Hugo Theodor Christoph
Hugo Theodor Christoph was a German and Russian entomologist. Born in Herrnhut in Saxony, Hugo Theodor Christoph moved to Russia in 1858, he became a member of the Russian Entomological Society in 1861. From 1880, he was curator of the Lepidoptera collection of Grand Duke Nicholas Mikhailovich of Russia, his own collection was sold to Thomas de Grey, 6th Baron Walsingham, a member of the Royal Entomological Society, it is now in the Natural History Museum in London. Anon 1895 Entomologist's Monthly Magazine 31:30
Gentlemen v Players
Gentlemen v Players was a first-class cricket match held in England twice or more a year for well over a century. It was held between teams consisting of professionals; the difference between the two was defined by the English class structure of the time, with the Players deemed to be working-class wage-earners and the Gentlemen members of the middle and upper classes products of the English public school system. Whereas the Players were paid wages by their county clubs or fees by match organisers, the Gentlemen nominally claimed expenses; the whole subject of expenses was controversial and it was held that some leading amateurs were paid more for playing cricket than any professional. The inaugural fixture took place in 1806, with a return match the same year, but it was not continued in 1807 and, with cricket in decline during the Napoleonic Wars, it was not revived until 1819. Thereafter, it was played on a annual basis until 1962, with two or more games each season, it lacked repute in the middle years of the 19th century because the Gentlemen were outclassed but gained in prestige during the career of W. G. Grace as the matches became competitive.
The advent of Test cricket coupled with social change in the 20th century saw its importance decline in the aftermath of the Second World War. On 31 January 1963, the committee of the Marylebone Cricket Club agreed unanimously to abolish the concept of amateurism and all first-class cricketers became professional; the Gentlemen v Players fixture was by viewed as an anachronism and was discontinued. A substitute fixture was sought but never instituted as the limited overs Gillette Cup competition began in 1963. A total of 274 Gentlemen v Players matches were played from 1806 to 1962; the Players won 125 and the Gentlemen 68. There were one tie. At its height from the 1860s until 1914, the fixture was a prestigious one, though in terms of quality it fell far short of Test matches and of the rival North v. South fixture; until the 1860s, the Gentlemen teams were very weak compared with the professionals, on occasion the fixture had to be arranged on an odds basis, so that the Players eleven took on a greater number of Gentlemen.
The Gentlemen famously became competitive during the career of W. G. Grace, whose performances were so outstanding that the Gentlemen could enjoy some long-awaited success; the fixture confirmed the held view of an imbalance between amateur and professional in that amateurs tended to be batsmen first and foremost, hence there were few good amateur bowlers. The Players could nearly always field a strong bowling side; the game was played over three days on all but a handful of occasions throughout its history. The most frequent venue for the match was Lord's, but a number of other grounds were used, notably The Oval and Scarborough, it was at Scarborough that the last Gentlemen v Players game was played, in September 1962; the same format of amateurs playing professionals was used in a number of other fixtures, some of which were given first-class status, but these matches became less common after the beginning of the 20th century, the last such game was "Gentlemen of the South v Players of the South" in 1920, after which all first-class Gentlemen v Players matches were between teams known by those names.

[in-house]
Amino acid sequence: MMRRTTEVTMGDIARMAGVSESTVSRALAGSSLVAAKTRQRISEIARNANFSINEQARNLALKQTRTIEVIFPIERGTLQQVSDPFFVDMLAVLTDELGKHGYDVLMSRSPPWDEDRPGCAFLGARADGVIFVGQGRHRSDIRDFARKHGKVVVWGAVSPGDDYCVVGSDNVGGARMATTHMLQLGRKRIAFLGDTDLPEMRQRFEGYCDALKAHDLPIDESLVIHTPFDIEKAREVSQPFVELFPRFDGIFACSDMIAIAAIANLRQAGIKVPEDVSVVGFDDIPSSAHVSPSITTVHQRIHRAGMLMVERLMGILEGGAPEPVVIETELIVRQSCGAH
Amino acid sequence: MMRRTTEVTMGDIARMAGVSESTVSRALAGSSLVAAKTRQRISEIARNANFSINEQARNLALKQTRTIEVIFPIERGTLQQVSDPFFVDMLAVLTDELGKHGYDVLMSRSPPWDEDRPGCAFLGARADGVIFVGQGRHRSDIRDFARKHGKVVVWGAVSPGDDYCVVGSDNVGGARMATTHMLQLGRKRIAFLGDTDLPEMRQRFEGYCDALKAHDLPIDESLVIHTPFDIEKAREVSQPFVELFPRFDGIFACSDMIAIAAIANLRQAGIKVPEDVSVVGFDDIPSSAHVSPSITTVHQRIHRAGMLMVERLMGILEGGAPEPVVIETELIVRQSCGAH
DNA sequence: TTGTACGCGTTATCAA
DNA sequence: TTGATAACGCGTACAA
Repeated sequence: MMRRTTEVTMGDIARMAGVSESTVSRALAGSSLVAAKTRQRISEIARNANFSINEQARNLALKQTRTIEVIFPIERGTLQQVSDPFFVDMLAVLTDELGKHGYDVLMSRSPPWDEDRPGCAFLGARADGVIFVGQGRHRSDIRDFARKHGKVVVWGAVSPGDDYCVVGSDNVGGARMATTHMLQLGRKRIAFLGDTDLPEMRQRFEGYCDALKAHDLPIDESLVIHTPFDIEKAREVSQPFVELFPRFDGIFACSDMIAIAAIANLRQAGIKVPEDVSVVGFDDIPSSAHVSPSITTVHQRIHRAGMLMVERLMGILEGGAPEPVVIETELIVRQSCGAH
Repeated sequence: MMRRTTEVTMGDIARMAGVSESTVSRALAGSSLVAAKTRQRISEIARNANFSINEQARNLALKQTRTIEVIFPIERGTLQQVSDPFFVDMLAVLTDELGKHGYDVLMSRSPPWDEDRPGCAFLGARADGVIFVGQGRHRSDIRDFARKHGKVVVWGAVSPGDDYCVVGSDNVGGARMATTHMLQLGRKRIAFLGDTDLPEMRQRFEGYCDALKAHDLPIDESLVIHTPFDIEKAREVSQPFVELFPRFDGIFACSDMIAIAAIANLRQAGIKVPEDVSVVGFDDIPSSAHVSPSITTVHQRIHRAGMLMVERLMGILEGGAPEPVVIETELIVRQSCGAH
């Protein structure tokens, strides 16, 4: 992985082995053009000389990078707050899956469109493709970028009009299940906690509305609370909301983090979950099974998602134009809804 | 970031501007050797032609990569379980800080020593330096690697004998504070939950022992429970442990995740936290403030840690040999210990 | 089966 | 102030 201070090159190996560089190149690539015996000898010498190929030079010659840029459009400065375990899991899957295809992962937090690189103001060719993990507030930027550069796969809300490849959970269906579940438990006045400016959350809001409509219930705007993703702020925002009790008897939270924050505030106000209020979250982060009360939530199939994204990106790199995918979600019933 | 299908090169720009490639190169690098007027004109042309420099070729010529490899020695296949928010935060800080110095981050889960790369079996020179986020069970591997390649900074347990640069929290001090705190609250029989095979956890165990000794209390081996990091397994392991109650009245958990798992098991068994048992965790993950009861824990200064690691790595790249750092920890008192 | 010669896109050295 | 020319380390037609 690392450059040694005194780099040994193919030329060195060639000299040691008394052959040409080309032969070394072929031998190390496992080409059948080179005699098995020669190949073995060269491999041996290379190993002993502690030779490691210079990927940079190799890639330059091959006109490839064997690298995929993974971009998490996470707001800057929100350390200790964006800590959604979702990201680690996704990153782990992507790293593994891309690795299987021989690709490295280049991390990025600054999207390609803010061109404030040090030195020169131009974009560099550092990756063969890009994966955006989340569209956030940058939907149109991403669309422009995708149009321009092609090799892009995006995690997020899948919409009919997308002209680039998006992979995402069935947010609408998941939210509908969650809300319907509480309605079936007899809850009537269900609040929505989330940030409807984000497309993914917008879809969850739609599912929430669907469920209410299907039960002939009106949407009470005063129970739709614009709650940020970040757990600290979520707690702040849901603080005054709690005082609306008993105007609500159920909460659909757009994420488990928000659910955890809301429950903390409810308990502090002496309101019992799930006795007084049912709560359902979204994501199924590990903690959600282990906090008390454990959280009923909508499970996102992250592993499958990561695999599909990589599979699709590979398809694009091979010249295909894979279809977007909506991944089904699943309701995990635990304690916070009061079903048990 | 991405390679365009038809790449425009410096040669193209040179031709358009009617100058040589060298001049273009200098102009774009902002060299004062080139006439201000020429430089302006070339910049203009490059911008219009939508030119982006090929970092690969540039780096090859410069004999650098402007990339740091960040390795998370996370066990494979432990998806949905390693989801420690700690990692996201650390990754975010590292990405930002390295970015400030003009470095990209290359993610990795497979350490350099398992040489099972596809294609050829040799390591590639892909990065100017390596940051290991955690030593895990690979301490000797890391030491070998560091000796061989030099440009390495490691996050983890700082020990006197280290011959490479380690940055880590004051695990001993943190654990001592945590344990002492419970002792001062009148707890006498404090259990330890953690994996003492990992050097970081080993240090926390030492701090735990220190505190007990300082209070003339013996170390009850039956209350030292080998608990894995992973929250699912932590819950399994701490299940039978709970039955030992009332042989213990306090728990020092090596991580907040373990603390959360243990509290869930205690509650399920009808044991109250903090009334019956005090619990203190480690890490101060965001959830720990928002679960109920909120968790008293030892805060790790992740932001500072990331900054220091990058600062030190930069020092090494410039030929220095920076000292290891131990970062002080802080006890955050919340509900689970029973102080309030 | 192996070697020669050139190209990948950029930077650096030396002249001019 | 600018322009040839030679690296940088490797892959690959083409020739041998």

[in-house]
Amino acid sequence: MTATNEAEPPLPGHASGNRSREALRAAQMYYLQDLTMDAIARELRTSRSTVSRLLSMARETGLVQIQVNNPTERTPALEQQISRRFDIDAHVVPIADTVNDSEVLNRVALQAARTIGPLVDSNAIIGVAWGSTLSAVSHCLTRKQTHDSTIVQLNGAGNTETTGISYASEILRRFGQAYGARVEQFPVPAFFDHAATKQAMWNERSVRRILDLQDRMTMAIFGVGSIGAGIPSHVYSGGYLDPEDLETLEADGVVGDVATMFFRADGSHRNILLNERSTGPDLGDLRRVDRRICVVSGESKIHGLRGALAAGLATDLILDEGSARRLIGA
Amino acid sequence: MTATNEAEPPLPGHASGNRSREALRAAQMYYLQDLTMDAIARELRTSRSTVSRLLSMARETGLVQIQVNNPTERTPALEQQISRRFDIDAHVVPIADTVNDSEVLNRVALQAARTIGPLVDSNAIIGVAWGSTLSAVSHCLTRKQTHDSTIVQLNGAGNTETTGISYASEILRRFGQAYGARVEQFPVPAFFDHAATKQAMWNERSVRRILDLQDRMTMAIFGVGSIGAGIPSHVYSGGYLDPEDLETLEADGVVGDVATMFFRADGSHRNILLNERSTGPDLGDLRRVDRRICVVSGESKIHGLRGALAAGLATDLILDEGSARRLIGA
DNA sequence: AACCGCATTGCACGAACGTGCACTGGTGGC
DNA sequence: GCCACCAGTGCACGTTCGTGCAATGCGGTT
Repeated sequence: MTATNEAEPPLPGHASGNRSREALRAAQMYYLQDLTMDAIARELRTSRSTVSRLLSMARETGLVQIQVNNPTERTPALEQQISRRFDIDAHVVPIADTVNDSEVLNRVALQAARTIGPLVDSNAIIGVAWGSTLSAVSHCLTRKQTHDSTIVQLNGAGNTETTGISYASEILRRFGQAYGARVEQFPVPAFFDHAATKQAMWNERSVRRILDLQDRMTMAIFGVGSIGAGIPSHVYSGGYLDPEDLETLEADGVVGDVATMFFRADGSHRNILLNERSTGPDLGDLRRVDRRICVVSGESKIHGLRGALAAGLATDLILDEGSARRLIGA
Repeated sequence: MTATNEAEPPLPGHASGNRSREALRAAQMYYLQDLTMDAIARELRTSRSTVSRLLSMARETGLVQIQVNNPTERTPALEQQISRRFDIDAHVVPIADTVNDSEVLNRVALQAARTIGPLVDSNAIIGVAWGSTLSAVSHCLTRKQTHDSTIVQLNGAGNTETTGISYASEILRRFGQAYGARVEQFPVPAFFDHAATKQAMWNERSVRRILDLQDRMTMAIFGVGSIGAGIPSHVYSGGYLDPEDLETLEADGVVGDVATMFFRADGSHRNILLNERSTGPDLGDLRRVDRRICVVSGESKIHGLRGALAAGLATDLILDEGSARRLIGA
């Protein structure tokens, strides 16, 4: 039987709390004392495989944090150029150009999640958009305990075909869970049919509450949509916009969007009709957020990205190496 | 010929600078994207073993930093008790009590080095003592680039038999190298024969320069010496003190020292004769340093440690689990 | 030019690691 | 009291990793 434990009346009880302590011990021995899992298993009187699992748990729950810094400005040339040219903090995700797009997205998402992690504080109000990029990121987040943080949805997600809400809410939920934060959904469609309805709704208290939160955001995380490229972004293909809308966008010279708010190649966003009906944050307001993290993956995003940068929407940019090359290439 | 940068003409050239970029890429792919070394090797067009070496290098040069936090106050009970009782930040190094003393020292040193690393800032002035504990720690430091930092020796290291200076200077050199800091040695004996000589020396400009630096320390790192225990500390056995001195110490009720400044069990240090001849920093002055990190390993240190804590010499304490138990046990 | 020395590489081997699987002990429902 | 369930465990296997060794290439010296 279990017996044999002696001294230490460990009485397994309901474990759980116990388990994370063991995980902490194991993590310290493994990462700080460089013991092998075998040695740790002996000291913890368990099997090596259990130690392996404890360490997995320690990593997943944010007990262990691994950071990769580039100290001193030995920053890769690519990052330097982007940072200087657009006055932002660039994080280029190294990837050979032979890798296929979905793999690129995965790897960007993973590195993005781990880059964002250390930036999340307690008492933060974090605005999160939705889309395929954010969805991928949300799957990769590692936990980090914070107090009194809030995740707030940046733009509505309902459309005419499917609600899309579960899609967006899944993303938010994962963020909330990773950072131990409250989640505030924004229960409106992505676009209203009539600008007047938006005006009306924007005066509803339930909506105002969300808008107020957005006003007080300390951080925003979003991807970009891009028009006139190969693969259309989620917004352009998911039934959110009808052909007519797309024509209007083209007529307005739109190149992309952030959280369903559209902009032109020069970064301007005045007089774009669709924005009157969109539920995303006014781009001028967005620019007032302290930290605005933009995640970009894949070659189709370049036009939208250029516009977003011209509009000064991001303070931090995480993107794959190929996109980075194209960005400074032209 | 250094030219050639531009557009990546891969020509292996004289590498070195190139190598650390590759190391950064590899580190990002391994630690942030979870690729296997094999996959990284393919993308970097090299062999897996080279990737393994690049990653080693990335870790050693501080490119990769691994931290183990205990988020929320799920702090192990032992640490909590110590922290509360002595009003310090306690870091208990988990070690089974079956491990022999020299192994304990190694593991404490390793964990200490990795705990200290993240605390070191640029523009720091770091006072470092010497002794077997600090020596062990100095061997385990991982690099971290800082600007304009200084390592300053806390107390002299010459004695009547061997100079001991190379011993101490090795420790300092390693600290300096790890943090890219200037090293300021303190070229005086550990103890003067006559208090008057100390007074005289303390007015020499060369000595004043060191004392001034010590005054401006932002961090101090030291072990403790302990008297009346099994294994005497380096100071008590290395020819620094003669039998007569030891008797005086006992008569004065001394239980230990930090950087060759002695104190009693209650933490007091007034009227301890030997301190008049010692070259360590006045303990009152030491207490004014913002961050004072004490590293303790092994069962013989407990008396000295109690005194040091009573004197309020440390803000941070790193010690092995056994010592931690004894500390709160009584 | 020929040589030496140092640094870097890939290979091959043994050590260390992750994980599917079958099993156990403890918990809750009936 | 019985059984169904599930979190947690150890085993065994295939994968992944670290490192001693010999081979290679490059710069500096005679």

The Gentlemen v Players series ended after the 1962 season, when the distinction between amateur and professional players was abolished. Charles Williams has described several reports on the subject which were submitted to MCC by its Amateur Status Standing Committee and, on 31 January 1963, the MCC committee unanimously agreed to abolish amateurism. Williams says a substitute fixture was sought but it was decided not to pursue this as the new Gillette Cup limited overs competition was beginning in 1963. There were contrasting views about the passing of Gentlemen v Players; some traditionalists like E. W. Swanton and the editor of Wisden Cricketers' Almanack "lamented the passing of an era" but social change had rendered the whole concept an anachronism and Fred Trueman spoke for many when he summarised amateurism as a "ludicrous business", "thankfully abolished" after the 1962 season; the inaugural fixture was a three-day match at the original Lord's ground from 7 to 9 July 1806. It was soon followed by the second, held on the same ground from 21 to 25 July.
In the first match, the Gentlemen played with two "given men" and these were the two outstanding professionals of the day, Billy Beldham and William Lambert. Lambert made a significant contribution with the bat and the Gentlemen won by an innings and 14 runs. For the return, the Gentlemen retained Lambert. Beldham played for the Players; the Gentlemen won a low-scoring game by 82 runs and Lambert was again a significant factor, although the leading amateur Lord Frederick Beauclerk made two good scores. A curiosity of these matches is that they featured the veteran professional Tom Walker and the rookie amateur John Willes; these are the two players both credited with devising the roundarm style of bowling, but there is no evidence to suggest they used roundarm in 1806. Described by H. S. Altham as the "most famous of all domestic matches", the fixture disappeared until 1819. Altham says he does not know why but the Napoleonic Wars must have been a factor as cricket was in decline from 1810 until after Waterloo in 1815.
In 1819, the amateurs lost by six wickets. There was only one run between the sides on first innings but the Gentlemen collapsed in the second against the bowling of Tom Howard and John Sherman to be all out